Simplified neural network for image recognition. Rosie the robot is used as an example.

A simple example of a neural network is shown above. A neural network, such as the one in the picture, is taught to perform image recognition. It is made out of layers or triggers, or “neurons”. The neurons fire when given data that cross certain thresholds, and pass that information to a new layer and a new layer and a new layer. At the end of the cascade, it will generate an output. Now the big problem to us scientists, we literally do not know how this complex net of neurons will produce an output. The decision making tree has become too complex as to be fully understood for our very own neural network in our brains.

To somewhat fight against the trend of black box science some smart individuals have come up with an exciting way of bringing light into the dark. The method used is called counter-factual probing.

An “old-fashioned” way of counter-factual probing is to vary the inputs to the AI system in a combinatorics manner to see which changes affect the output, and how. Take a neural network that, for example, uses restaurant reviews as input and outputs the positive ones be marking them with a yellow star. Now the smart AI detective would take a yellow-starred review and subtly change or delete words. Now run them through the black box once more to see whether it still is yellow starred. On the basis of thousands such boring and tedious tests the detective can identify the words –or parts of an image or molecular structure, or any other futuristic piece of data — most important in the AI’s original judgment. In our specific case, the review lost its yellow-starred as soon as the words: raw fish, curry or “there is no cheese in this dish” appeared.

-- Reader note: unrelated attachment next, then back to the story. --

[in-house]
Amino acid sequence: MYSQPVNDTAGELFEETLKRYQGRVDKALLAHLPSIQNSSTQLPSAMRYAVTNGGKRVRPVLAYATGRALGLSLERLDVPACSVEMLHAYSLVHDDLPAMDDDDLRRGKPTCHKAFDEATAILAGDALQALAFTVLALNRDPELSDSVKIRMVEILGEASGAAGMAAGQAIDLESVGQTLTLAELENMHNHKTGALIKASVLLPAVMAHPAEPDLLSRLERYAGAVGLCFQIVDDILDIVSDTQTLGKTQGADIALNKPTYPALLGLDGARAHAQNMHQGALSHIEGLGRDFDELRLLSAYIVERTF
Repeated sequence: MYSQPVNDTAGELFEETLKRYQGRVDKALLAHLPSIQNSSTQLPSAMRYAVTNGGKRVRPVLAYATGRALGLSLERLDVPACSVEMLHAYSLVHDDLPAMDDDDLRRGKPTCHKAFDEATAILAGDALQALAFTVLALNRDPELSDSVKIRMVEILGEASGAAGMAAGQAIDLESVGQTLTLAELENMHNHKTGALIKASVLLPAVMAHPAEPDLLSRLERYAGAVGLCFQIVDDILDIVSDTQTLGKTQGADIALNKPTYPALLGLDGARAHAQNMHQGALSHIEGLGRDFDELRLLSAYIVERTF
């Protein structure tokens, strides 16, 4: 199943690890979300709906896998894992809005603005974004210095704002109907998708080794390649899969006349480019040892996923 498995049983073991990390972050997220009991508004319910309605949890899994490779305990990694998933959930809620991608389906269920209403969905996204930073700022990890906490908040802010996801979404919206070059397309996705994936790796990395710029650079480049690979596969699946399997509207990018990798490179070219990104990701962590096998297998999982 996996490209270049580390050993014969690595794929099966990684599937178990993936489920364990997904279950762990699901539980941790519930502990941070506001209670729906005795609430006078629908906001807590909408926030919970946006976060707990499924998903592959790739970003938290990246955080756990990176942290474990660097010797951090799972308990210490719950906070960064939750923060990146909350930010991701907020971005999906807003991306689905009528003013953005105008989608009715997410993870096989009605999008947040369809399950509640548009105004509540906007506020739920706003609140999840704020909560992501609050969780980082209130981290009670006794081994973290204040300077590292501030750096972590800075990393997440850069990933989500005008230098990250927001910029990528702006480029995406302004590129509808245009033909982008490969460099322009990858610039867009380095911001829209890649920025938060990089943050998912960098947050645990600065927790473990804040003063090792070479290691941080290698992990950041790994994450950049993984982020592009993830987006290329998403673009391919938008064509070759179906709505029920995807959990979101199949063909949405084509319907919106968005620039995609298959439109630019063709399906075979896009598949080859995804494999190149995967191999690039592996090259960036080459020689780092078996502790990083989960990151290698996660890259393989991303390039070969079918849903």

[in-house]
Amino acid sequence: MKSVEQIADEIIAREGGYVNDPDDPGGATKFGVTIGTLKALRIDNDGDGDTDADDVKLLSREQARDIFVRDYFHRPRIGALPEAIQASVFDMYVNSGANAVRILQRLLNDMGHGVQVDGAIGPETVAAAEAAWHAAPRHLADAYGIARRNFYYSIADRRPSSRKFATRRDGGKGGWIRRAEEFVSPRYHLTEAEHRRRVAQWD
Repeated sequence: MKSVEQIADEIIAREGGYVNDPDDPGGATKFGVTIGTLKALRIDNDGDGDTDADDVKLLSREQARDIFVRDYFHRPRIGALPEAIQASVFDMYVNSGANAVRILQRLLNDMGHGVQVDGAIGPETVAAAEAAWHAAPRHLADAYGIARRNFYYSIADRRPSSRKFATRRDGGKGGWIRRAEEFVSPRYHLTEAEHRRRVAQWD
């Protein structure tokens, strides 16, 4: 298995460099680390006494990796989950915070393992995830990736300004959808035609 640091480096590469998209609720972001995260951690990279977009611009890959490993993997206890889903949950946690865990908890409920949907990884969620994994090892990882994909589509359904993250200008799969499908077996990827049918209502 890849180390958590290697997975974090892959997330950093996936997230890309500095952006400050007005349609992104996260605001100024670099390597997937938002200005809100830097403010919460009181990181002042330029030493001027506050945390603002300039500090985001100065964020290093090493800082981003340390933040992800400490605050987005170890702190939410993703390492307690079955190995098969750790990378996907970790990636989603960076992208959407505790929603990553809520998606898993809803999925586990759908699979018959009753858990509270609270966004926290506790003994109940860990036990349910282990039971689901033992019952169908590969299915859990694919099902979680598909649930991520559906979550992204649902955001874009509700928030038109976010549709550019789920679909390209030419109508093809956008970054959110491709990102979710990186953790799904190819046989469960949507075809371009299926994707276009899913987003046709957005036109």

You might think — much like I did at first — that being a detective sure sounds boring and tedious. Columbo did not have the time to probe thousands of different people to see the subtle changes in their decision-making process. Heck think about all the “… Just one more thing.” scenes we would need to go through before the end of the episode.

How can you not like this guy?

So in recent months’ people have come up with something that doesn’t require testing the network a thousand times over. The trick, instead of varying the input randomly, introducing blank references and transition it step-by-step toward the example being tested is more efficient. 
Running each step through the network, it is possible to watch the jumps from layer to layer with certainty, and from that trajectory, features can be inferred that are important to a prediction. A fast, lean and elegant approach to trying to solve a black box of decision-making processes.

With that I am finishing up this little excursion into the worlds of AI, neural networks and the similarity to our own biological system.

For me as a biophysicist, it is fascinating to see how we as humans are pushing the boundaries in tech by first understanding and then applying fundamental biological processes.

However, electricity and clever ingenuity allow for much more potent systems than simple, wet, chemical environments subjected to time and space.

Just one more thing!

Check out Project Rosie — if you are facinated about Augmented Reality in education please say hi at: selim at

Children and Florian visualising sciences by playing with Rosie. (AR for education)